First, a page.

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Mayor chalks up her aide’s hiring of neighbor to coincidence

“Did you choose a neighbor because you were looking for a job?” the mayor asks in response to Sharon Pinder’s hiring of a failed hotel developer and Howard County neighbor

Above: The contract between the city and David Mosley was signed by the mayor and approved by Mosley’s next-door neighbor, Sharon Pinder.

“Did you pick your neighbors?” Mayor Stephanie Rawlings-Blake wanted to know.

Asked to comment yesterday on her aide’s hiring of a neighbor to a $60,000 position at the minority business development center, the mayor responded with her own set of questions.

“He was a neighbor? That is relevant because?”

After a pause when the question was repeated, Rawlings-Blake said, “Did you pick your neighbors? Did you choose a neighbor because you were looking for a job? It seems like a coincidence to me.”

This was the mayor’s first public response to a Brew article describing how the top positions at a newly created minority business center were filled by partners in a failed hotel scheme – one of whom, David Mosley, lives next door to Sharon Pinder, director of the Mayor’s Office of Minority and Women-Owned Business Development.

The mayor did not respond to whether she knew about the Mosley-Pinder connection when she signed off on the two jobs last December, which will pay Mosley $60,500 a year and Vernon Marrow $93,500 a year.

Mayor Rawlings-Blake responding to reporters' questions yesterday and (below) Sharon Pinder at a hearing before a City Council committee this morning. (Photos by Mark Reutter)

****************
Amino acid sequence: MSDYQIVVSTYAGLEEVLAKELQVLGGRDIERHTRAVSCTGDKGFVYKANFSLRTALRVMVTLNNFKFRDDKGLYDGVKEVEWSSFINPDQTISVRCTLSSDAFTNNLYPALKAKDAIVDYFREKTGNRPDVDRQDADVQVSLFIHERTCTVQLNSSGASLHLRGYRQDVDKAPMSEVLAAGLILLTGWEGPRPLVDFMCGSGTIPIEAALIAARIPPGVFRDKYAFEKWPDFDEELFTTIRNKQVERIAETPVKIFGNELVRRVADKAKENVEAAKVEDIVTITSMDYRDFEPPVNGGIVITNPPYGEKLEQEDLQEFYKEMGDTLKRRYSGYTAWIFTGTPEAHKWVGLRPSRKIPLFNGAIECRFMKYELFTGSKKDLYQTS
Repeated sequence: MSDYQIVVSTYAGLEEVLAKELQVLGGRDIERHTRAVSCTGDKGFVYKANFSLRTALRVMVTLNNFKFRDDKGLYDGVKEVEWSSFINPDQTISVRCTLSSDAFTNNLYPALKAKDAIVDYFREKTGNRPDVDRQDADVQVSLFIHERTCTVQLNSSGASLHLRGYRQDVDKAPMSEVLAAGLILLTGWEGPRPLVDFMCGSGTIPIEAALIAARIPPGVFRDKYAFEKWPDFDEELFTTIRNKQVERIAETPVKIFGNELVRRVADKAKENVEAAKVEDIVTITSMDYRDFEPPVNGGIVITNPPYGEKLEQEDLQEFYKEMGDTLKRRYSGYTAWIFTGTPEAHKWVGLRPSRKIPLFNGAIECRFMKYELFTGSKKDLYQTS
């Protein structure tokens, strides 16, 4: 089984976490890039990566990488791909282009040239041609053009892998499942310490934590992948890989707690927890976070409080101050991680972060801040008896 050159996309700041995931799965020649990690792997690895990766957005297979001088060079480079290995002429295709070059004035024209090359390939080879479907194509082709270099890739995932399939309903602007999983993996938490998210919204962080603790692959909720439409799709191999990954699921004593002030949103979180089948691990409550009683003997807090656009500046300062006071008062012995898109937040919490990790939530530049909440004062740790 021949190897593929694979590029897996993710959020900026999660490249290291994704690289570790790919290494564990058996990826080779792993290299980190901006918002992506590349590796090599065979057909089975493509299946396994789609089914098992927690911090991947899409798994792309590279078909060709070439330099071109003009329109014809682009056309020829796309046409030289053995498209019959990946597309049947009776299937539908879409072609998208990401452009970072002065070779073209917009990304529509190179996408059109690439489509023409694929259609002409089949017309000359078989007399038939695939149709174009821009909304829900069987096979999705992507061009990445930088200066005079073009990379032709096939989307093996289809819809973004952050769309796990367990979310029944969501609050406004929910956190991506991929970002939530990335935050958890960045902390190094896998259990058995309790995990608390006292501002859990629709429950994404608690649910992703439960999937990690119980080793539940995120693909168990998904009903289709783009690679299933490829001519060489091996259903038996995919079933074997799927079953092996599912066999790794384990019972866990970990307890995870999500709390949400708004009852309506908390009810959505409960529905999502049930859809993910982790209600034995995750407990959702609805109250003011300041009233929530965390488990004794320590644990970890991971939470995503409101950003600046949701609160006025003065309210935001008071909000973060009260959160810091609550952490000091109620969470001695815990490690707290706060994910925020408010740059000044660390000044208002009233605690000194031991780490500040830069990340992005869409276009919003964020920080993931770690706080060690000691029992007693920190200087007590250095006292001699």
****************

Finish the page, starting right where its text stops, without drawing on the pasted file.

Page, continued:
The mayor responds to reporters’ questions yesterday and Sharon Pinder (below) attends a hearing at City Hall this morning. (Photos by Mark Reutter)

sharon pinder

The two men were partners at ESmith Legacy, a real estate firm whose local office was closed shortly before Mosley and Marrow were selected by Pinder to run the Minority Business Development Agency’s Business Center.

Co-founded by retired NFL football star Emmitt Smith, ESmith Legacy is facing a lawsuit by a Washington, D.C., architecture firm over a failed Hyatt Hotel project in Harlem, New York.

The Business Center was formally opened in March after the city secured a grant from the U.S. Commerce Department to provide advice and organize strategic partnerships for minority companies seeking to expand their business overseas.

Mosley and Marrow, whose resumes indicate no prior experience in running a government program, are the administrators of the business center – Mosley reporting to Marrow and Marrow reporting to Sharon Pinder.

The two men are still listed as business partners on ESmith’s website.

Asked if she had confidence in Pinder and the way the program is being run, Rawlings-Blake said, “I have confidence that we will administer the grant and do it as best as we can.”

She added, “It’s too important to help us to grow businesses not to get it right, and I will get it right.”

Neighbors and Friends

David Mosley's portrait on the ESmith Legacy website.

David Mosley’s portrait on the ESmith Legacy website.